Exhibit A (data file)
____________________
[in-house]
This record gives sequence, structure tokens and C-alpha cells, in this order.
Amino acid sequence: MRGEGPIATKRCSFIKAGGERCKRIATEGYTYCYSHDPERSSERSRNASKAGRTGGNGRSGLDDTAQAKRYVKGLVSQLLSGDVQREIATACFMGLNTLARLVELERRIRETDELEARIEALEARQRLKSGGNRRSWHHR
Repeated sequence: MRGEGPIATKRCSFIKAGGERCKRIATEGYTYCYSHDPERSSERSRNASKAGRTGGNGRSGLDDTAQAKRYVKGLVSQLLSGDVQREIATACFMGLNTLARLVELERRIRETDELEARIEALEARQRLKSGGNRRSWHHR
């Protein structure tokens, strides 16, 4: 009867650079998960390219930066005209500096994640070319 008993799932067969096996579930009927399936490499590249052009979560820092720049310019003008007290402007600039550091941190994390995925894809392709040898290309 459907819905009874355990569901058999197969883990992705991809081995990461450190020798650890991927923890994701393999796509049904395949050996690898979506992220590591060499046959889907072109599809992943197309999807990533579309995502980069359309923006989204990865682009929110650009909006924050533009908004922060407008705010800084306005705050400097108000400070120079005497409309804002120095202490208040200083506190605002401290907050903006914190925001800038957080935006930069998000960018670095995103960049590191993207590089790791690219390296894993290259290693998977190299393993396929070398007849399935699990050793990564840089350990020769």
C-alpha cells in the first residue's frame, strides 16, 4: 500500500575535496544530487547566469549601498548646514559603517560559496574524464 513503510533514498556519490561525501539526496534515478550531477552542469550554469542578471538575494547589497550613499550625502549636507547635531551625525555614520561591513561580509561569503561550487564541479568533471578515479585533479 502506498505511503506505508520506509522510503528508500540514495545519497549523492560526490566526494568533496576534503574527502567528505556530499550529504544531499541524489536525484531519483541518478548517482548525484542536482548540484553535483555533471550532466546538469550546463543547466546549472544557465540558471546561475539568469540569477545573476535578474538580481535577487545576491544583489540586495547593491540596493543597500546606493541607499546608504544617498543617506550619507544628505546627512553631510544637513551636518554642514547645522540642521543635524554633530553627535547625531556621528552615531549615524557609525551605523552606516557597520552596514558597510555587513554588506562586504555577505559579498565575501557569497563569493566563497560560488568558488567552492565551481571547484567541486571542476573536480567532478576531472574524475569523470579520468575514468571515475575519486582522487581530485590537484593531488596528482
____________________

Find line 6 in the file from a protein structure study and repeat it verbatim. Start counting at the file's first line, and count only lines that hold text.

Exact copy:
C-alpha cells in the first residue's frame, strides 16, 4: 500500500575535496544530487547566469549601498548646514559603517560559496574524464 513503510533514498556519490561525501539526496534515478550531477552542469550554469542578471538575494547589497550613499550625502549636507547635531551625525555614520561591513561580509561569503561550487564541479568533471578515479585533479 502506498505511503506505508520506509522510503528508500540514495545519497549523492560526490566526494568533496576534503574527502567528505556530499550529504544531499541524489536525484531519483541518478548517482548525484542536482548540484553535483555533471550532466546538469550546463543547466546549472544557465540558471546561475539568469540569477545573476535578474538580481535577487545576491544583489540586495547593491540596493543597500546606493541607499546608504544617498543617506550619507544628505546627512553631510544637513551636518554642514547645522540642521543635524554633530553627535547625531556621528552615531549615524557609525551605523552606516557597520552596514558597510555587513554588506562586504555577505559579498565575501557569497563569493566563497560560488568558488567552492565551481571547484567541486571542476573536480567532478576531472574524475569523470579520468575514468571515475575519486582522487581530485590537484593531488596528482